If anything, this proves that you should always update the version numbers for anything that get updated even 1 bit.


In this case, the problem could just as easily have been with the CRT instead of the compiler itself I don’t know enough of the original problem to judge that, but in this case the compiler version would have sufficed.


It is worth to note that I cannot possibly anticipate the behavior of another service pack for VC2005. If the version macro is updated, the programmer will be warned. If it isn’t, there is no other option than to look for another fixed bug and use that. But that cannot be accounted for at this moment. It will be the responsibility of the programmer to see if a new check is needed.

Creating a thread safe producer consumer queue in C++ without using locks

Yesterday, someone in the newsgroups asked a question about synchronization problems he was having. I explained that –if properly programmed– a consumer producer queue does not need synchronization even on a multiprocessor machine.


A Microsoft employee then asked me to explain exactly how this was done. Ie. To put my money where my mouth is.


The idea


A queue is a chunk of memory that can be divided into equal sized pieces. To simplify this you can think of a queue simply as a traditional 1 dimensional C style array.


You should also note that there is 1 reader, and 1 writer. Each will work in his own thread. This means that reads can happen concurrent with writes, but there will be no multiple concurrent reads or multiple concurent writes. It is possible to provide that level of concurrency without locks (I did, once) but that is significantly more complex, and not the purpose of this example.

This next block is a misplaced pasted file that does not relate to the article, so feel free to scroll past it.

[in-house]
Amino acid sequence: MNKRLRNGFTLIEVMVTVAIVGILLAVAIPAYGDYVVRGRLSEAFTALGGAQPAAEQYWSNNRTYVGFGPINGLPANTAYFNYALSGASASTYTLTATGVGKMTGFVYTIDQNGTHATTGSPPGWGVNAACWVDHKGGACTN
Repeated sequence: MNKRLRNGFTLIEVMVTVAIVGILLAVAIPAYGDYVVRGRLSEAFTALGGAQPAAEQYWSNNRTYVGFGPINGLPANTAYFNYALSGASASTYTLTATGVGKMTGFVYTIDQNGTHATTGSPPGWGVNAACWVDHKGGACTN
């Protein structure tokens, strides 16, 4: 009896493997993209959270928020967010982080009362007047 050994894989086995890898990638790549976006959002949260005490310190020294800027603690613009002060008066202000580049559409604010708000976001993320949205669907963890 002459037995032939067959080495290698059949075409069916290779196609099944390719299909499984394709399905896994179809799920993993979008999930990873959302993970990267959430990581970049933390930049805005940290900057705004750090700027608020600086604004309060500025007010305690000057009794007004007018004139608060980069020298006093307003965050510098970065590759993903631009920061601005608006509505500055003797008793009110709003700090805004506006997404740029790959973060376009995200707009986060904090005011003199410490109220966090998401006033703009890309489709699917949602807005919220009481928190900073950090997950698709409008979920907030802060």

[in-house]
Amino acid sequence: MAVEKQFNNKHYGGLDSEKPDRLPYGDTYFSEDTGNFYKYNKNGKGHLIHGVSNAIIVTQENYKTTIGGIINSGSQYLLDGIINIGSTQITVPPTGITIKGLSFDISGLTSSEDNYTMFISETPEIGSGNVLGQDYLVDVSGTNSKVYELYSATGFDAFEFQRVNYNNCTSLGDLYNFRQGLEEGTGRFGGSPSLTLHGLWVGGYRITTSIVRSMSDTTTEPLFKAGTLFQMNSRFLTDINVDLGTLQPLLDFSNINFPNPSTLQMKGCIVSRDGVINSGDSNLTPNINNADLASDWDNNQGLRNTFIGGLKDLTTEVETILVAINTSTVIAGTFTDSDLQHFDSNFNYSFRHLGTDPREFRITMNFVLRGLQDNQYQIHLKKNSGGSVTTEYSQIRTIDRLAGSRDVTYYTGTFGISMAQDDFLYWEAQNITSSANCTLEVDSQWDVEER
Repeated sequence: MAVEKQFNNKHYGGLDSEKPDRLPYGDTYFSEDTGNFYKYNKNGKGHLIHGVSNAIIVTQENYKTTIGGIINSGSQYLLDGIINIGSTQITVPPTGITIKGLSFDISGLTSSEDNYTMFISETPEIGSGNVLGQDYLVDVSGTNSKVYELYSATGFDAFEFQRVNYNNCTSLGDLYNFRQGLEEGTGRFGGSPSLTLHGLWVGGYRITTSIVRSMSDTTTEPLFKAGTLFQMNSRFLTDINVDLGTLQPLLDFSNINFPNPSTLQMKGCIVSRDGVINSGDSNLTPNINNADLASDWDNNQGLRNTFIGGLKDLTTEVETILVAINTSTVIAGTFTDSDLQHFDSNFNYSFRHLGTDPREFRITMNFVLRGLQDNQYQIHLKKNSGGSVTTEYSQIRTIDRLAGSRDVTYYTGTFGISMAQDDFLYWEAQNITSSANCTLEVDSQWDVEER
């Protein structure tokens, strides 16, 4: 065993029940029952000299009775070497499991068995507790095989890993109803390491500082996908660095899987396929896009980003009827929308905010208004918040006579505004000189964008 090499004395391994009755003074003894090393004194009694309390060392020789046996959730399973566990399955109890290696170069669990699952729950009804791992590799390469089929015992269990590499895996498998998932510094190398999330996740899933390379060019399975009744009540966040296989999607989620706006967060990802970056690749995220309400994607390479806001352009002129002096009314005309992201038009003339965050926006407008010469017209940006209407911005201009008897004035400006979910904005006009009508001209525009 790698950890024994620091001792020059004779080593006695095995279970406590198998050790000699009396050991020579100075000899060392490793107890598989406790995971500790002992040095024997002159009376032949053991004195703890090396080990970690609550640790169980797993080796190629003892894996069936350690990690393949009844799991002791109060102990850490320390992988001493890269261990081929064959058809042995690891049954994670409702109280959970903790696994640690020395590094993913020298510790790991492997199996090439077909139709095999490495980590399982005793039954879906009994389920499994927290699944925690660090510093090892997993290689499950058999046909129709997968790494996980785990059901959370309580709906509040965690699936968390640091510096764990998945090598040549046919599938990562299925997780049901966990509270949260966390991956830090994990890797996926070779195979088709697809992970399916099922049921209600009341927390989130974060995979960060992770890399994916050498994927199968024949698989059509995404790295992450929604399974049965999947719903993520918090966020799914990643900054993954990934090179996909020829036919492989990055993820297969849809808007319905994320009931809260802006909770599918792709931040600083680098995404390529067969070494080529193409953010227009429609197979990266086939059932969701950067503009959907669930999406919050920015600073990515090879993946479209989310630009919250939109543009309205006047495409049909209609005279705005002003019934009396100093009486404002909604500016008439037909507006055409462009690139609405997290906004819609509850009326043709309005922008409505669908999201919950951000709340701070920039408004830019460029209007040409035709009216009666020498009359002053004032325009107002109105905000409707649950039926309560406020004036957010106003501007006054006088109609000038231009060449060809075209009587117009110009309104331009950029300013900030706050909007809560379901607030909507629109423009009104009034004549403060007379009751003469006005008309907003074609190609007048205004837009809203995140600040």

To manage the producer and consumer part, we need to have 2 additional variables: a read index and a write index.


The read index is the index of the element right after the element that was last read by the consumer.


The write index is the index of the element right after the element that was last written by the producer.


A writer can always add elements in the queue as long as it can move the write pointer without overtaking the read pointer. An overtake would mean that the queue would overflow.


There are 3 possible cases: